Telling someone they’re scum for supporting a cause or a candidate causes most people to stubbornly redouble their position. In contrast, persuasive scholarship shows that even short conversations with voters can change their minds about even the most polarizing issues if the persuader engages respectfully, listens attentively to their conversation partner’s viewpoint, and forges a human connection while explaining why they came to different conclusions based on their experiences. This technique has proved effective in a rigorous scientific study where actual canvassers spoke with actual voters prior to an actual election. It is effectively explained in greater detail in a This American Life episode. If you want to hear what it sounds like for a pro-choice canvasser to persuade a staunchly pro-life voter to change her mind very quickly, listen here. If you can’t bring yourself to treat someone as you’d want to be treated even in service of stopping a dangerous leader you lack the standing to stigmatize hate.
At anti-Trump protests, eschew violence and any other behavior that helps his cause.
The activist left is very antagonistic to “respectability politics,” which Wikipedia defines as “attempts by marginalized groups to police their own members and show their social values as compatible with mainstream values rather than challenging the mainstream for its failure to accept difference.” Since nonviolence is a value held dear by large majorities on the activist left, not a mainstream value it rejects, efforts to keep anti-Trump protests as peaceful as possible are not at all inconsistent with rejecting respectability politics. They’re a no-brainer. Results-oriented activists should go a step farther. If organizers at anti-Trump rallies did their utmost to keep Mexican flags out of the hands of activists and to have as many American flags waving as possible that may or may not constitute respectability politics. Labels aside, that tactic would significantly increase the chance that a given rally will help the anti-Trump cause and significantly decrease the chance that a given rally will harm the anti-Trump cause. All who regard preventing the empowerment of a demagogue who pits his supporters against Mexicans and Muslims as a hugely important goal should prioritize its achievement over dramatically less urgent and important matters.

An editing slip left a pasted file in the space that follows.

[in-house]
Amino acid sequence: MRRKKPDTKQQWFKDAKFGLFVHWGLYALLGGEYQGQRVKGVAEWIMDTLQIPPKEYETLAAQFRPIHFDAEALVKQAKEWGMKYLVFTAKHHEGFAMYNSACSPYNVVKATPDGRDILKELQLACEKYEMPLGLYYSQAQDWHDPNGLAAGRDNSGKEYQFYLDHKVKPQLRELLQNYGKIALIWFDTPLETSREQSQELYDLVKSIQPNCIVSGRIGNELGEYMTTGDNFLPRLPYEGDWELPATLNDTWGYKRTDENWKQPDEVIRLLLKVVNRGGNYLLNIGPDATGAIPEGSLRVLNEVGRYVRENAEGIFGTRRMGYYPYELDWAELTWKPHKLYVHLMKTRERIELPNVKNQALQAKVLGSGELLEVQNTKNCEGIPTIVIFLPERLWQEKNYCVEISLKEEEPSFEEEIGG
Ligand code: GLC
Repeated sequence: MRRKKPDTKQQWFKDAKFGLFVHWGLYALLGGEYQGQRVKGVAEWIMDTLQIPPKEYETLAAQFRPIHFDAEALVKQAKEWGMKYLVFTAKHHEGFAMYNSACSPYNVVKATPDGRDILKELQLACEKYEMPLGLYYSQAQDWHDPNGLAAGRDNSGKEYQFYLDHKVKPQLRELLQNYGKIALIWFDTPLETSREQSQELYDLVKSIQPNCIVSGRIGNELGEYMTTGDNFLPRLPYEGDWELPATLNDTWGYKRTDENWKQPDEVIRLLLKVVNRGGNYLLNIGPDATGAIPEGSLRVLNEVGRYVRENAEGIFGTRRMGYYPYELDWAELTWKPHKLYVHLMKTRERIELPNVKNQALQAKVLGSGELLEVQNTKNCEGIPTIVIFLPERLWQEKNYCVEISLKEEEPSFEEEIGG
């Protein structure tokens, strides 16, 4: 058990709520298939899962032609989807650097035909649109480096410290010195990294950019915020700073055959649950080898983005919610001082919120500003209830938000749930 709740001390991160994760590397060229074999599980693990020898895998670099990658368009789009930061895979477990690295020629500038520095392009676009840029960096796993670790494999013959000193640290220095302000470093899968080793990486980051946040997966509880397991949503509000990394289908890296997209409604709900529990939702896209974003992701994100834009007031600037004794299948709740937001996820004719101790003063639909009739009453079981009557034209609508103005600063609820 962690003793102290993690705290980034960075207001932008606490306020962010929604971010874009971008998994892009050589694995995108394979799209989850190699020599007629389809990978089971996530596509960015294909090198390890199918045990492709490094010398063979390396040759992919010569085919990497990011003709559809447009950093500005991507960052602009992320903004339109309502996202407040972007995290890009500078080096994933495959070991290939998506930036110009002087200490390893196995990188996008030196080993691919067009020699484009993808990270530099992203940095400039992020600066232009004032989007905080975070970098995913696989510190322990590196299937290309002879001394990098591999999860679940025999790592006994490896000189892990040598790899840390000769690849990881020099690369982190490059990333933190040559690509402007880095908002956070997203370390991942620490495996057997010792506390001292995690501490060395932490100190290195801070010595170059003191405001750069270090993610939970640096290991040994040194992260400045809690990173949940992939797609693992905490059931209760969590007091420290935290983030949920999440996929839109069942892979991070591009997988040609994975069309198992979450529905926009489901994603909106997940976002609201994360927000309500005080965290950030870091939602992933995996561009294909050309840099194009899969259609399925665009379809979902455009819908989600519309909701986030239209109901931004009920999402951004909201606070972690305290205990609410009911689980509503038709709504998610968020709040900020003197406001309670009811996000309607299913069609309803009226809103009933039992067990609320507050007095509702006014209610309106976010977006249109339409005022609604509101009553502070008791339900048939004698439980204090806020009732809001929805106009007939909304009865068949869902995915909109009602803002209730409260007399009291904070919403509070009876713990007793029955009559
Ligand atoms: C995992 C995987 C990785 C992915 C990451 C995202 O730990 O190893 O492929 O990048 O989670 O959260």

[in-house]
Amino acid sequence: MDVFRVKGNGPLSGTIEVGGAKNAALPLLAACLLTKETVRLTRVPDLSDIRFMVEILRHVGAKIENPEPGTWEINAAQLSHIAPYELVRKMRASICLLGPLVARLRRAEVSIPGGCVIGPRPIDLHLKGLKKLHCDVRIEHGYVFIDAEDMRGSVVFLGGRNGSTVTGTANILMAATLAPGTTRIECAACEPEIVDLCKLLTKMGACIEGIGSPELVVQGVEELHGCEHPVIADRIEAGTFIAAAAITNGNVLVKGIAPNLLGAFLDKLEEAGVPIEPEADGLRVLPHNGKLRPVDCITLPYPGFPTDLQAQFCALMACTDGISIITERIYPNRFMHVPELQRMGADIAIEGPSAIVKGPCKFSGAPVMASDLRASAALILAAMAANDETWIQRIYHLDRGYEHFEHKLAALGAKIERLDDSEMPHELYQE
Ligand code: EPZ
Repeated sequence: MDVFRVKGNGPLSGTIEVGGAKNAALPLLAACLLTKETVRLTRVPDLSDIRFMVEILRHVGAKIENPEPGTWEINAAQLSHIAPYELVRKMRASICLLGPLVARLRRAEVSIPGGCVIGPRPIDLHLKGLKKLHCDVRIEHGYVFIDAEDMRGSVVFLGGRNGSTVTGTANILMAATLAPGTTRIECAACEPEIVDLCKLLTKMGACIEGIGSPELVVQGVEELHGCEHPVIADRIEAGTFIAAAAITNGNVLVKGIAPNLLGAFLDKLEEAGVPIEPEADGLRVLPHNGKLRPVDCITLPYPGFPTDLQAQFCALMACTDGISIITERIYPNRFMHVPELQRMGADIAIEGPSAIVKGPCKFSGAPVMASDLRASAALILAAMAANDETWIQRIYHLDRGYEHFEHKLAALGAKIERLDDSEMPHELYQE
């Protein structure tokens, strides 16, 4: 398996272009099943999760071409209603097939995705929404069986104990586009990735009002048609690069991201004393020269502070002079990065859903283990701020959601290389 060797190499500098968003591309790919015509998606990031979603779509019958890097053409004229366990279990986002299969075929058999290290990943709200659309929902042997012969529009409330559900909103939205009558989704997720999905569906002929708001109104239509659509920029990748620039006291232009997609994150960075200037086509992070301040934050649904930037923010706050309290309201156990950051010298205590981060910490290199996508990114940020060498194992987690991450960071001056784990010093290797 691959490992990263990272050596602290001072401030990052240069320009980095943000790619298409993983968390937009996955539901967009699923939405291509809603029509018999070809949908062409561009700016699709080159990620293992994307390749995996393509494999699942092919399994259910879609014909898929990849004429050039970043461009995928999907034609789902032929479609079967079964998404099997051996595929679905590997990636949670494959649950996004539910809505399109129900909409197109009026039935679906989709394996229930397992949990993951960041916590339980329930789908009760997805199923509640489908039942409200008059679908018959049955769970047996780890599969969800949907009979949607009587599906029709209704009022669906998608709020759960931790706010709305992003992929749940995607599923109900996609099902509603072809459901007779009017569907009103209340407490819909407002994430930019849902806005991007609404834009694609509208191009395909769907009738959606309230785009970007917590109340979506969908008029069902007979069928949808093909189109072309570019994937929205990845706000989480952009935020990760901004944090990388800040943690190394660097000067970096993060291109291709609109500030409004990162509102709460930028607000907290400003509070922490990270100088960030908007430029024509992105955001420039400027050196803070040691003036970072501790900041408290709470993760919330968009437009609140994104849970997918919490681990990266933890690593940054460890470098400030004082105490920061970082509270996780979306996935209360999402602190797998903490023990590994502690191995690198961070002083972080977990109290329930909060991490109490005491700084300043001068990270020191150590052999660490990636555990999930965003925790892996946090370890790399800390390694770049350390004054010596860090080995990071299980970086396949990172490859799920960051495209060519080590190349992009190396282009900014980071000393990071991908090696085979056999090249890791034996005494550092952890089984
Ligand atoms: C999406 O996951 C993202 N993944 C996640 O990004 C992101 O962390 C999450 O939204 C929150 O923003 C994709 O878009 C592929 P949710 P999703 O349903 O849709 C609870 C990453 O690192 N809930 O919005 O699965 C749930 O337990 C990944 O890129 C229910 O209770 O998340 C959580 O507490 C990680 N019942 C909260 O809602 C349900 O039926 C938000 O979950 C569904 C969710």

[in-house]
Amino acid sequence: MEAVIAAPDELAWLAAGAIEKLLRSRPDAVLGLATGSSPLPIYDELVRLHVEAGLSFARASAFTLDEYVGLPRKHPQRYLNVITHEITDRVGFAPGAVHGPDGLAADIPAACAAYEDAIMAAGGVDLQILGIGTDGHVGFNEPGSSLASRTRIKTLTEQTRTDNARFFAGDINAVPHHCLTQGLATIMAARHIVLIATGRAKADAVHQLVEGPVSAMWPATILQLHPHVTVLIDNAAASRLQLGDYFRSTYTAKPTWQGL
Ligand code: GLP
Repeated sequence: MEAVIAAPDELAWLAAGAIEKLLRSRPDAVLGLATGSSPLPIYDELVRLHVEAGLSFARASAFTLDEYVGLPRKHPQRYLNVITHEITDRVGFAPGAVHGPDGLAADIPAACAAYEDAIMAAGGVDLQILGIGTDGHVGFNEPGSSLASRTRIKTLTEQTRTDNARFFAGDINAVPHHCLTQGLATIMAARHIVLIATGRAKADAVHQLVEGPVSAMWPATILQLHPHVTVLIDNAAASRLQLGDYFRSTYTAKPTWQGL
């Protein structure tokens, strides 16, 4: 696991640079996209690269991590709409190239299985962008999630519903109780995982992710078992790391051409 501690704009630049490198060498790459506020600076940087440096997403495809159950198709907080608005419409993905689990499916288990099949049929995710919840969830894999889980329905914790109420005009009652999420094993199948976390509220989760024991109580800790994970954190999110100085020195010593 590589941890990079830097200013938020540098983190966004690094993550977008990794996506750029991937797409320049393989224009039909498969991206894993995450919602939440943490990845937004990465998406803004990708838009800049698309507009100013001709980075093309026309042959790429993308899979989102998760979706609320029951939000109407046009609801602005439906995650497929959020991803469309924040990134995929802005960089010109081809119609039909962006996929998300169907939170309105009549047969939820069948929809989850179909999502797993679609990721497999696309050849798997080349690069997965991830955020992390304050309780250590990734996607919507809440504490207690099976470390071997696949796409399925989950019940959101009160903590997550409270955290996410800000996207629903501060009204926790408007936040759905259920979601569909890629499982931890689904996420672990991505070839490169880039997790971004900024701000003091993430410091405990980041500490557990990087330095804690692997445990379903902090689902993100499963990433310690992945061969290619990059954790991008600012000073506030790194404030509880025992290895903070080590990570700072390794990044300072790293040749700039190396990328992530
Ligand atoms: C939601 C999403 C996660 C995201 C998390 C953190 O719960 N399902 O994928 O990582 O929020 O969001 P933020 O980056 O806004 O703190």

Give time or money to the process—it’s much more effective than snarking on social media.
Almost any American can meaningfully contribute to a given candidate’s defeat. By investing their own time, a citizen can canvass for or against a candidate, help to register new voters, or help to ensure that registered voters of a given persuasion actually get out and vote on election day. With even a modest amount of money, a citizen can join with other donors of modest means to great effect, as Bernie Sanders has proven this election cycle, funding a national political operation with small contributions. A group of three or four friends who walk around anti-Trump protests registering voters could easily do more good than the protest itself. There are structural factors in American politics that make some changes all but unachievable, even by energized citizens, but defeating a candidate isn’t one of them, so neither helplessness nor cynicism nor defeatism is a defensible posture.